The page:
When I’m volunteering as an adoptions counselor at my local animal shelter, one of the biggest concerns potential pet parents have about the animals for adoption is their health. Are pets for adoption at shelters and rescues healthy? Can my family get sick if they are sick? Pets at shelters are just like pets from any communal environment, including pet stores and commercial breeders. It’s good to educate yourself before getting a new pet, and we’re lucky enough to have had the chance to ask a well-credentialed expert, Dr. Mary Beth Leininger with the ASPCA Pet Health Insurance program, the most-asked questions many people have about adopting pets and their health! Dr. Leininger is a former President of the American Veterinary Medical Association (AVMA) and co-owned a successful, American Animal Hospital Association (AAHA)-accredited companion animal hospital in Michigan for nearly 30 years. Read on for our first in a short series of shelter pet health Q&A articles, and check back here next week for the next installment!

Q: Are pets for adoption at shelters and rescues healthy?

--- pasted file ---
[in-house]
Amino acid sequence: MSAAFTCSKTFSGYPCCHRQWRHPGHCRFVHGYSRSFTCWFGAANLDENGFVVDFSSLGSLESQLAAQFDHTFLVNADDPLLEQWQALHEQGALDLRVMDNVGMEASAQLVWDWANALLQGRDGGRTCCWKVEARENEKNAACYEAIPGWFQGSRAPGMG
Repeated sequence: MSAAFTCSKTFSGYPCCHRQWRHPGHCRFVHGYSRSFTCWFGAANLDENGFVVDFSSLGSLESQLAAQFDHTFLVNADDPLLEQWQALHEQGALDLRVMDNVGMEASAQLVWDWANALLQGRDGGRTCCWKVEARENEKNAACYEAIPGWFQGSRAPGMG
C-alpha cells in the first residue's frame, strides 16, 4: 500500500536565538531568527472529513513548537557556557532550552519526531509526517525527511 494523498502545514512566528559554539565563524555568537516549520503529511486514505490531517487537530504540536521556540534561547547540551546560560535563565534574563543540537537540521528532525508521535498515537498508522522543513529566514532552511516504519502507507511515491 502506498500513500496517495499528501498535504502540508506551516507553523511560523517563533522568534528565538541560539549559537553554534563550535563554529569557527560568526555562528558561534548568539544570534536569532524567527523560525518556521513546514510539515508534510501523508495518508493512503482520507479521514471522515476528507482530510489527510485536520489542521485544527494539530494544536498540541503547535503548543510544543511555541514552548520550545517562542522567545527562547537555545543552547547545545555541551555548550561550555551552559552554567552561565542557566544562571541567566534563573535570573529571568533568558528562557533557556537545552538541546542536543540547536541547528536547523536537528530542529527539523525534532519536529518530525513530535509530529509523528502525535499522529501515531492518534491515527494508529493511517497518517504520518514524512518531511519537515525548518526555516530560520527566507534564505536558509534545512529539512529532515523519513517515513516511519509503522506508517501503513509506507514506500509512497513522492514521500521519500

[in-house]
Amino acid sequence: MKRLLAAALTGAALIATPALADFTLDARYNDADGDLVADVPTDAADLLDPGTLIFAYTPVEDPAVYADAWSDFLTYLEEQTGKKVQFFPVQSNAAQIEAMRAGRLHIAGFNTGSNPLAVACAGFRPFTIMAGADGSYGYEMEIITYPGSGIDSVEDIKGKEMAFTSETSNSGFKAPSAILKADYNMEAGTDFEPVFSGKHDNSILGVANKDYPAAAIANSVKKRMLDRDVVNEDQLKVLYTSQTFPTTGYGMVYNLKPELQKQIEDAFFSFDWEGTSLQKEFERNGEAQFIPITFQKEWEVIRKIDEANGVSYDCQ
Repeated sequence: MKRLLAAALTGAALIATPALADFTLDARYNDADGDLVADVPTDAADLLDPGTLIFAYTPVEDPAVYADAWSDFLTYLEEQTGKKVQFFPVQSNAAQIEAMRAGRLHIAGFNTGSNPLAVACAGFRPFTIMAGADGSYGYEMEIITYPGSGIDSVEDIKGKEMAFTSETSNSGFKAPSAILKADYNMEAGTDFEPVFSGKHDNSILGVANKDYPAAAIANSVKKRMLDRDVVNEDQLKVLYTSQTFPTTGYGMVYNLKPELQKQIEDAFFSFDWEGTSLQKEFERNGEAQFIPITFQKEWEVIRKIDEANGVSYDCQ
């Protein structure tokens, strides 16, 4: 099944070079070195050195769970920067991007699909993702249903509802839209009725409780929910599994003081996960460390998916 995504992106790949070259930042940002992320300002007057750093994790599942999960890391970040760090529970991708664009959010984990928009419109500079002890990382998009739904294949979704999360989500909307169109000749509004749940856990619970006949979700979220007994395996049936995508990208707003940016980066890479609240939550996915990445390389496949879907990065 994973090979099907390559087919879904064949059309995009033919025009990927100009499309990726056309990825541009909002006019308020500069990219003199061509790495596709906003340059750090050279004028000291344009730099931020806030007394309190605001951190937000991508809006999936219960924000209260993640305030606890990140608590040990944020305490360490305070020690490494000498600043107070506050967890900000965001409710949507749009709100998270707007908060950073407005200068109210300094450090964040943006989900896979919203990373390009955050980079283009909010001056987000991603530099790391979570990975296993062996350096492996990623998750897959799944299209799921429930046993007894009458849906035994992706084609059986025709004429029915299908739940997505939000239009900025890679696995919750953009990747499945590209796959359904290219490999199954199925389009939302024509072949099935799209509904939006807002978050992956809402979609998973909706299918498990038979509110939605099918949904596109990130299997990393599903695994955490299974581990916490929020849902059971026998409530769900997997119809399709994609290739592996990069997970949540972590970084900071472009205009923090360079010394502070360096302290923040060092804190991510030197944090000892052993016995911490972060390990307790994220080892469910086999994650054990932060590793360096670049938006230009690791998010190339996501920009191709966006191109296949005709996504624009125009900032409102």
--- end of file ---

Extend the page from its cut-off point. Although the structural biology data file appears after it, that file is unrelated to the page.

A: Pets adopted from trusted shelters and rescues often are healthy. Most organizations employ trained specialists to evaluate the condition of each animal upon arrival. Ill animals receive appropriate treatment for their ailments.

Furthermore, most shelters keep animals current on their vaccinations, and often spay or neuter pets before adoption.

Most shelter and rescue animals are suitable for adoption, though it’s important to do your research first.

Q: How can I minimize the chances my newly adopted pet will be or will get sick?

A: First, make a check-up appointment with your family veterinarian. Then, you should spay or neuter your pet–there are many associated health and behavioral benefits.  

Next, familiarize yourself with conditions associated with your animal’s breed, even if your pet is a mix. Be sure to take your pet to the veterinarian at least once a year (more frequently if advised), and make sure they receive the proper vaccinations and health screens as recommended by your veterinarian.

Care for your animal by providing a healthy diet and plenty of exercise. Prepare financially for your pet’s care with a pet insurance plan, which is growing in popularity among many pet parents.

Thanks Dr. Leininger! Next week, check back for her answering questions about if there is there anything you, your family, and your other pets could catch from a new pet, and then our third and final article about keeping indoor cats healthy!